What I Learned From Blaise Pascal About The Power Of Stillness
Can you sit alone for a period of time, quietly, without distraction? That simple act has taken me years to master and I still have a way to go. My search for stillness has led me to the words of a French mathematician and theologist named Blaise Pascal.
What did Pascal mean by those famous words above?
The thought above came from Pensees 139, one of the many thoughts Pascal wrote during his life in the mid 1600’s and shared posthumously with the world. Many critics would later view and translate his words to mean that we humans are avoiding stillness and solitude because we fear the truth a world without distraction would lead us to face.
Why can we not just sit alone? What truth are we running from?
It seems that in his thought 139, Pascal is saying that without entertainment, distraction, diversion man would be forced to be alone with the inevitable “truth” of his existence. That so called truth is: Life is tough and man is meant to suffer. Man is bound to be miserable. (Pascal’s Pensees, n.d.)
Is this true or merely a belief humanity has clung to throughout the centuries? Are we running from truth or an illusion?
What I believe to be true is that if human beings are forced to sit still in a room alone without distraction, they will have to deal with the insufferable mind… the worries, threats, rumination, and fears that fill it. They will be forced to listen to ego’s incessant chirping about how miserable this existence is.
It is understandable then why many of us avoid being alone in quiet and stillness. Why would anyone want to be still when stillness brings such horrible unhappiness?
If humanity’s problem is that man cannot sit alone quietly, what then would the proposed solution be? Isn’t it obvious? We must learn to sit quietly without diversion.
Is it possible that what Pascal was saying was not so much that the problems of the world were due to man’s inability to sit quietly and accept suffering , but that the only solution was to sit quietly so he could learn to get beyond suffering?
Could Pensees 139 be a request for the ceasing of senseless activity and the suggestion that we can actually solve humanity’s problems if we simply spend more time, as individuals, going inward? Is this not the mantra of most of our present age spiritual teachers and gurus?
Could he be saying that diversion, our chasing after futuristic goals and our ceaseless need to do will not save us but maybe quiet time in prayer, meditation, and truth- seeking will?
Can we at least put down our electronic devices, our phones, our brain numbing activities for a few minutes and try to sit quietly alone somewhere?
What does it entail to sit alone without diversion?
Sitting quietly will involve, I believe, a two-part process. First, we have to face the feelings that arise when we examine this collective belief that life is miserable and that we were meant to do nothing but suffer. We simply need to question the validity of that belief that makes us so unhappy. We need to question ego.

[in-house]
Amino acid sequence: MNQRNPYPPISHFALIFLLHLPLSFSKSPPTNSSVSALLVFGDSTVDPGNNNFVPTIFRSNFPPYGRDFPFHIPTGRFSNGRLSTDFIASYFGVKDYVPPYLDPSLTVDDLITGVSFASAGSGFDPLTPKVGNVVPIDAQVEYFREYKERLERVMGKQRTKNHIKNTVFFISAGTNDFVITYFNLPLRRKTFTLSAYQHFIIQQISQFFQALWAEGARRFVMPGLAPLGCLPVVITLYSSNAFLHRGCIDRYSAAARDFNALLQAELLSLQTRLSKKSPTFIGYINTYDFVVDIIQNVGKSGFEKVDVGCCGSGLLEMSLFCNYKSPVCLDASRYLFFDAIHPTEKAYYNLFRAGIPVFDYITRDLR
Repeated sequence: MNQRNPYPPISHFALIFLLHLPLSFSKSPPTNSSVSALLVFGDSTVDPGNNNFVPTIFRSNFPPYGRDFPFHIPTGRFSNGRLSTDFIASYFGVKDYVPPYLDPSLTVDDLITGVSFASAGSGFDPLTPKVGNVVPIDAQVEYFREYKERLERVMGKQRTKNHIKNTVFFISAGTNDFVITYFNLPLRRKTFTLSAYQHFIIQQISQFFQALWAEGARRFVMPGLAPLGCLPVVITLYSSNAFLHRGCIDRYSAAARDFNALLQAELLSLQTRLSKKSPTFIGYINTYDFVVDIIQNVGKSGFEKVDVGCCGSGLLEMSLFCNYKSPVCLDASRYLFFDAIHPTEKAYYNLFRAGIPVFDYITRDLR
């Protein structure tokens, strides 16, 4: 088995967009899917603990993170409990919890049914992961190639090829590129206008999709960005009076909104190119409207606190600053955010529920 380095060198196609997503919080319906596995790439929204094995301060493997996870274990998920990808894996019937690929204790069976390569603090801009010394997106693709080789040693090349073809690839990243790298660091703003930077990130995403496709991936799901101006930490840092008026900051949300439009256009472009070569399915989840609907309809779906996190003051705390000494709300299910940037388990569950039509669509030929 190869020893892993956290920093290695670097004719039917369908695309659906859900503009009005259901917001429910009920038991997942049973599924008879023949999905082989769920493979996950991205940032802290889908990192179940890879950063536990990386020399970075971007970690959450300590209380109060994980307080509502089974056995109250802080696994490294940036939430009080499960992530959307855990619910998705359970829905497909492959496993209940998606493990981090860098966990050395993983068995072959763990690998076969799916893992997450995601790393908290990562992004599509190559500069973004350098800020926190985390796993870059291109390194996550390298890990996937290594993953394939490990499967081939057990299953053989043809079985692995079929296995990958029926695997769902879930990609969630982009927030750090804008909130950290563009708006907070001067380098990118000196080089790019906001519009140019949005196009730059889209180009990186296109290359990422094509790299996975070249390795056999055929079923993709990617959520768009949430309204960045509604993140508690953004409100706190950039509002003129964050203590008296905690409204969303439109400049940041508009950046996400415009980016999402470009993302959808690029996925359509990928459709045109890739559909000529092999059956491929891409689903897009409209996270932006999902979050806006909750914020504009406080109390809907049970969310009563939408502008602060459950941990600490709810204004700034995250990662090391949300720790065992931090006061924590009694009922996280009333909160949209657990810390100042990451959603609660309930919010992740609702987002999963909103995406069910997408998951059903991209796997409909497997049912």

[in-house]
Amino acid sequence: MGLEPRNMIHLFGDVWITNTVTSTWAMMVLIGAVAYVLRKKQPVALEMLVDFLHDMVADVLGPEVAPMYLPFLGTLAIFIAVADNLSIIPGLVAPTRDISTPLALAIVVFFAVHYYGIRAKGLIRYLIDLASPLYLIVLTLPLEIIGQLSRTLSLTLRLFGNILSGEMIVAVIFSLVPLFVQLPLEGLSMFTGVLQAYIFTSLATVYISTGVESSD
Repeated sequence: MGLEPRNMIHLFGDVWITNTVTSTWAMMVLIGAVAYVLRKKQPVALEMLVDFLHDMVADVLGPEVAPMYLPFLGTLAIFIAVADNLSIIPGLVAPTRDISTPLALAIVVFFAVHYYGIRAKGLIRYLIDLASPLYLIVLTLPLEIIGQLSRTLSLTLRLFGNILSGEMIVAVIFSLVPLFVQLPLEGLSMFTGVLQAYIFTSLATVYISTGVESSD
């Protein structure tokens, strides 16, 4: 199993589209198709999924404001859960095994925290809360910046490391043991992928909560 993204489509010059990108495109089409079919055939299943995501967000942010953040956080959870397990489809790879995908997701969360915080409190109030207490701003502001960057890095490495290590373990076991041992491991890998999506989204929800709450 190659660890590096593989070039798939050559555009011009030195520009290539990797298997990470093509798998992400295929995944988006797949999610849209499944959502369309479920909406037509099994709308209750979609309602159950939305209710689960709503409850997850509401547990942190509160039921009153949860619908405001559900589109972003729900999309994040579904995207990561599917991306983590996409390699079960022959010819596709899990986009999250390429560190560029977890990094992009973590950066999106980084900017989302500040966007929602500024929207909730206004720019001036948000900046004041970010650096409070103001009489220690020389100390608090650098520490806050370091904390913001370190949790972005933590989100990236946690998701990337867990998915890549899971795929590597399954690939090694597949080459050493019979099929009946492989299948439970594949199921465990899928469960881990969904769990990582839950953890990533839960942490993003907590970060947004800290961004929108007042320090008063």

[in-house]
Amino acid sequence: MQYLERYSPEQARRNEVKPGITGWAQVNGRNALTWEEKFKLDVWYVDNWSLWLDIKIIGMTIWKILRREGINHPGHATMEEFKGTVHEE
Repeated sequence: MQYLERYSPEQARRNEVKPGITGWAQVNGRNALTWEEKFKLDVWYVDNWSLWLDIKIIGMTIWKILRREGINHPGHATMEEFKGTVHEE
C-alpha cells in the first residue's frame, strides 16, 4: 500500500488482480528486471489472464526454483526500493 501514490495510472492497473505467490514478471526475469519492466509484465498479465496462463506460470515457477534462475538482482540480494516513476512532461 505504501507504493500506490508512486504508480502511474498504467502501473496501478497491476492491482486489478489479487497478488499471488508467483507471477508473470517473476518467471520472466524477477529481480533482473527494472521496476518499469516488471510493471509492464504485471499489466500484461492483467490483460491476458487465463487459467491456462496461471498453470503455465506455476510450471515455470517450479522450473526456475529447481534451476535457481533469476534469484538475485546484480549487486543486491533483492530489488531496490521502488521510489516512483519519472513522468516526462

This desolate view of self and life is ego’s doing. Ego doesn’t want us still. It does everything it can to keep our bodies doing and our minds full of useless thoughts so it fills us with the fear of quiet spaces. Even Pascal in a later Pensees wrote, “The eternal silence of these infinite spaces frightens me.” (Pensees 206)
It is the ego that creates fear, and the ego that keeps us running from the Self we find in the quiet still places. Ego knows if we find the true Self, we will no longer buy into its lies and empty promises. It will not survive. Our finding the peace of stillness and silence will mean the end of ego. So it tries to convince us that the quiet is a dangerous place we should not enter.
We need to stop listening to ego.
Secondly, when we face this fear induced by faulty belief, we will have the opportunity to go beyond ego to the true Self, to remembering who and what we are and from Whom we came. We have forgotten this Truth and stillness is the only place where it can be found. Remembering who we really are will bring a peace and happiness that no momentary pleasure derived from ego distraction could ever match.
We are not our egos. We are so much more. Life is also not how ego has painted it. It too is so much more. This is the Truth silence gives us. This is the Truth we run from when we listen to ego and are tempted by its many worldly distractions and diversions.
Finding Happiness in the Silence
If we want true everlasting happiness we will only find it in the silence, in the stillness and in the now. It is there where everything will make sense. This is not a place to fear but a place to embrace, a place to heal, and a place to remember.
I love this line from lesson 291 of A Course in Miracles. “The real world shows a world seen differently through quiet eyes and with minds at peace. There is nothing but rest there. There are no cries of pain and sorrow heard…”
Why don’t we put down our diversions and find a quiet room to sit in? There, we can examine our fearful thoughts. We can learn to see past this ego illusion and see the beauty of promise true reflection offers us. There is no suffering in the room we learn to sit quietly in alone, only peace. And is peace that humanity needs.